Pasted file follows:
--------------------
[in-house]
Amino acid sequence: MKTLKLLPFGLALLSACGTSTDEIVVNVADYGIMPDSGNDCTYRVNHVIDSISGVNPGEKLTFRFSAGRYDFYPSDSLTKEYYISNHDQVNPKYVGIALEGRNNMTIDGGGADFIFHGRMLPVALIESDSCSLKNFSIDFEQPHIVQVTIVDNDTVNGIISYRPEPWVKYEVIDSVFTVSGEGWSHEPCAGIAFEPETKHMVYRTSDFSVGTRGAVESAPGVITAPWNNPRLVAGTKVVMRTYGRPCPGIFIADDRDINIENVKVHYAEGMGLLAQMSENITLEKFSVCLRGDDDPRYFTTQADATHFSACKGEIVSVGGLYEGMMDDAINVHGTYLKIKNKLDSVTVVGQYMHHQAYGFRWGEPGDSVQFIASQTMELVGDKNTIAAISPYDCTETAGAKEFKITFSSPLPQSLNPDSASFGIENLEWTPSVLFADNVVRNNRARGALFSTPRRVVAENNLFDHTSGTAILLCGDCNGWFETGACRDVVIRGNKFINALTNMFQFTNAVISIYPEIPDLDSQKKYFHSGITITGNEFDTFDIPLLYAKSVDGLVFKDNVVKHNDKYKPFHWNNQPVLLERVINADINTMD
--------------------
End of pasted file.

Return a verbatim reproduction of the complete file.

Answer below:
[in-house]
Amino acid sequence: MKTLKLLPFGLALLSACGTSTDEIVVNVADYGIMPDSGNDCTYRVNHVIDSISGVNPGEKLTFRFSAGRYDFYPSDSLTKEYYISNHDQVNPKYVGIALEGRNNMTIDGGGADFIFHGRMLPVALIESDSCSLKNFSIDFEQPHIVQVTIVDNDTVNGIISYRPEPWVKYEVIDSVFTVSGEGWSHEPCAGIAFEPETKHMVYRTSDFSVGTRGAVESAPGVITAPWNNPRLVAGTKVVMRTYGRPCPGIFIADDRDINIENVKVHYAEGMGLLAQMSENITLEKFSVCLRGDDDPRYFTTQADATHFSACKGEIVSVGGLYEGMMDDAINVHGTYLKIKNKLDSVTVVGQYMHHQAYGFRWGEPGDSVQFIASQTMELVGDKNTIAAISPYDCTETAGAKEFKITFSSPLPQSLNPDSASFGIENLEWTPSVLFADNVVRNNRARGALFSTPRRVVAENNLFDHTSGTAILLCGDCNGWFETGACRDVVIRGNKFINALTNMFQFTNAVISIYPEIPDLDSQKKYFHSGITITGNEFDTFDIPLLYAKSVDGLVFKDNVVKHNDKYKPFHWNNQPVLLERVINADINTMD